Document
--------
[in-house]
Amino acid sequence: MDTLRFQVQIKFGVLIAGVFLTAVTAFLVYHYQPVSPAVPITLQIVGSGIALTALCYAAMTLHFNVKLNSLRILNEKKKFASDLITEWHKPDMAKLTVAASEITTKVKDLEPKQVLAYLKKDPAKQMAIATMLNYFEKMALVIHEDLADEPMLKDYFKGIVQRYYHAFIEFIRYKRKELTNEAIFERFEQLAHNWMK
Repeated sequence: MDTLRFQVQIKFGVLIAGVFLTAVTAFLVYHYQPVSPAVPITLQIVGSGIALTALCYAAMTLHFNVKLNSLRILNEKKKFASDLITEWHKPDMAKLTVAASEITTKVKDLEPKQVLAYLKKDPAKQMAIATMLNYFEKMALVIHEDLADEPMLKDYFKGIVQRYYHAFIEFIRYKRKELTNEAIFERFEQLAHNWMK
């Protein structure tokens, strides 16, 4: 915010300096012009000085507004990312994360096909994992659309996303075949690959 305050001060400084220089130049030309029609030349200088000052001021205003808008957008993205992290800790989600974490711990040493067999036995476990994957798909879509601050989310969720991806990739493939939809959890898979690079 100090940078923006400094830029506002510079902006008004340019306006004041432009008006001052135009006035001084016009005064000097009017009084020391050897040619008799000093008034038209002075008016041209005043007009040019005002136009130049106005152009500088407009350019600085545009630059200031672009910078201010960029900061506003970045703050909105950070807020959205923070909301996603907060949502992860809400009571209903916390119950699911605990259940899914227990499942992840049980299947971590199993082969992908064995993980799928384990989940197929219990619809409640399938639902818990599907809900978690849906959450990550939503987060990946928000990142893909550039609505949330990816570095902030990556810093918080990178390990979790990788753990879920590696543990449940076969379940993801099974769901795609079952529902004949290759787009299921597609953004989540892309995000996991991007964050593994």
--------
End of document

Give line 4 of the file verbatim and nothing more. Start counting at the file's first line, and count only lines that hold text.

């Protein structure tokens, strides 16, 4: 915010300096012009000085507004990312994360096909994992659309996303075949690959 305050001060400084220089130049030309029609030349200088000052001021205003808008957008993205992290800790989600974490711990040493067999036995476990994957798909879509601050989310969720991806990739493939939809959890898979690079 100090940078923006400094830029506002510079902006008004340019306006004041432009008006001052135009006035001084016009005064000097009017009084020391050897040619008799000093008034038209002075008016041209005043007009040019005002136009130049106005152009500088407009350019600085545009630059200031672009910078201010960029900061506003970045703050909105950070807020959205923070909301996603907060949502992860809400009571209903916390119950699911605990259940899914227990499942992840049980299947971590199993082969992908064995993980799928384990989940197929219990619809409640399938639902818990599907809900978690849906959450990550939503987060990946928000990142893909550039609505949330990816570095902030990556810093918080990178390990979790990788753990879920590696543990449940076969379940993801099974769901795609079952529902004949290759787009299921597609953004989540892309995000996991991007964050593994």